CPR: What is your real name?
SPIEL: My real name is the name I allow you to know me by. My real name is my enormous bank of artistic invention during more than sixty-six years in this declining body—my real name in the "making pictures" poem in my chap it breathes on its own which speaks of an extensive series of casein paintings done in the early 60s: children—without faces..."without mouths / to speak / to tell of all their needs / to tell their stories / where they'd been / why they stood before the houses / without doors / without windows / "
CPR: For having started writing poetry just eight years ago, your work is very developed. Can you tell me about your publication credits?
SPIEL: Look...I've got a serious issue with this sort of question. Must poetry fall into the category of a race? Like a 100K run? I wig out when poetry is thought of quantitatively. I could flash you good numbers. But it's the relative value of each of those publications that matters.
CPR: I agree that at a certain level of quality (and persistence) it is not hard to amass lots of writing credits, but a body of work is exactly that, and I want to know about your body of work. I see your poetry all over the small press. So getting placed must matter to you. Let's keep it simple. How many books have you published?
SPIEL: You're not hearing me, man. I'm taking this opportunity to say I don't dig it when writers start throwing their numbers around. Thanks to Kinkos, just about anyone can publish dozens of chaps that'd make for a real hotshit bio. What difference does it make that, in fact, I've published a dozen? I'd hope we're not talking Wal-Mart versus Target when we talk poetry. Yeah, if I were just writing this stuff for myself, I'd put it down in soft pencil on toilet paper, then flush it; so for me, chapbooks actually do serve a purpose; a sort of archiving. And they do have a certain degree of staying power. But to achieve just ONE really meaningful chap in a lifetime...ahhh, now that might be a worthwhile aim—when in truth, for the dedicated poet, it's difficult to achieve that with just one truly great poem.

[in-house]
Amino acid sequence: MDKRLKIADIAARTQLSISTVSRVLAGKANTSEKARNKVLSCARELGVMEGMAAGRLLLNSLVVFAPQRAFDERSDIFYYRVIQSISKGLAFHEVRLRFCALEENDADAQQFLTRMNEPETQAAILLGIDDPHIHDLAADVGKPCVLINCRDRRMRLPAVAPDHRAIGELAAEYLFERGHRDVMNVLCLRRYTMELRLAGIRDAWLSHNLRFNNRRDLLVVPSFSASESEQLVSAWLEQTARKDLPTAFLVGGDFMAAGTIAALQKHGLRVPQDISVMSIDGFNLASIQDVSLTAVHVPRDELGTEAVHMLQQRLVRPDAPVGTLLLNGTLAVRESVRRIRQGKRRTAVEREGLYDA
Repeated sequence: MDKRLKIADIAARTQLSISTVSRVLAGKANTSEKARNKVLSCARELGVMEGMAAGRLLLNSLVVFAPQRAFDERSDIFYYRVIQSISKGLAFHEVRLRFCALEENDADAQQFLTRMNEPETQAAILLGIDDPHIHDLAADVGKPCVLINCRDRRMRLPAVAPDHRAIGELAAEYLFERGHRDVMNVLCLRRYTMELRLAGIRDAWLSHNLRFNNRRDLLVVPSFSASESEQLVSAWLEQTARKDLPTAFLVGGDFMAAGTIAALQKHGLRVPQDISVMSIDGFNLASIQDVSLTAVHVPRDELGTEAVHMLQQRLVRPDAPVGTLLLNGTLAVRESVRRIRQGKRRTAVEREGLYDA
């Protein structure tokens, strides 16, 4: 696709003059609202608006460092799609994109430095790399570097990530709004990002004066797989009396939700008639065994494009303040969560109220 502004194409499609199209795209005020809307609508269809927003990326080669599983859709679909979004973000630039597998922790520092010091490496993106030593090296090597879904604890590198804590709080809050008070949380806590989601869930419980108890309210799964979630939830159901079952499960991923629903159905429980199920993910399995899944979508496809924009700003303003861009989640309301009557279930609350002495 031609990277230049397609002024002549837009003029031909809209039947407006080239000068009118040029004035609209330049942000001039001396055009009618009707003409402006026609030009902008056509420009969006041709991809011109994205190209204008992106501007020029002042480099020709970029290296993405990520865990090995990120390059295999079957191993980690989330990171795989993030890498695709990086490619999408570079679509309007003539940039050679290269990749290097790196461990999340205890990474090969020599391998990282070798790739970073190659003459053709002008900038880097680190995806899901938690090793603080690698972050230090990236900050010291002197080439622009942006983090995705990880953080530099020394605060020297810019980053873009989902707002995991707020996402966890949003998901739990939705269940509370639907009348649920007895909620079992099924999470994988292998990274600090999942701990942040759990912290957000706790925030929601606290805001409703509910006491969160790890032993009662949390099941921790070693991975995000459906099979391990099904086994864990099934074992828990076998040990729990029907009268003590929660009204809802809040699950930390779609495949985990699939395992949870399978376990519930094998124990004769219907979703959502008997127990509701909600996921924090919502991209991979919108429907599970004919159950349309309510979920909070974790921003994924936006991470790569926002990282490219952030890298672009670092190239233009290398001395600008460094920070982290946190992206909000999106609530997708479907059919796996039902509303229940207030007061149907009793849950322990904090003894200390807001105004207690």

CPR: In the latest issue of Blind Man's Rainbow, its editor, Melody Sherosky says about your recent book of poetry, come here cowboy: poems of war: "...these poems reinforce my own feelings that he is one of the best independent press poets currently producing new work." That's pretty high praise from a very astute reader of poetry. Tell me about your training as a writer?
SPIEL: Until '96 when I became deathly ill, I'd spent my first fifty-five years as a visual artist; from there, three years of reticence—not at all resilient about recognizing I had not died. Since spring of '99, I've been re-inventing myself as a writer. I took a couple of lit classes in university over forty years ago but all I remember is a knockdown with an obsessive old professor, an Englishman, who wouldn't allow me to write "pregnant silence." I dropped college twice. Did not understand that the psych disorders which've messed with my life were probably the reason I was unable to handle the disciplines of education. My "writing training" is in the daily doing of it.
CPR: Tell me about your process. Do you rewrite extensively?
SPIEL: It wouldn't be much of a stretch to say writing is all I do—typically putting in a solid 60 hours weekly at the keys. As for process, more often than not comprehensive—rare is the poem which just falls how I want it published. My studio has stretched onto the kitchen table, into my car, next to my bed (writing by feel in total darkness), the TV, any place I can grab a scrap of paper to jot the flash of a moment. Then, from those scraps, I begin development on screen where the piece may go through several lives. First print-out is then hand-writ into my "archive/journal" where, in ink, I may recognize new issues I want to work over. So, it's back to the computer...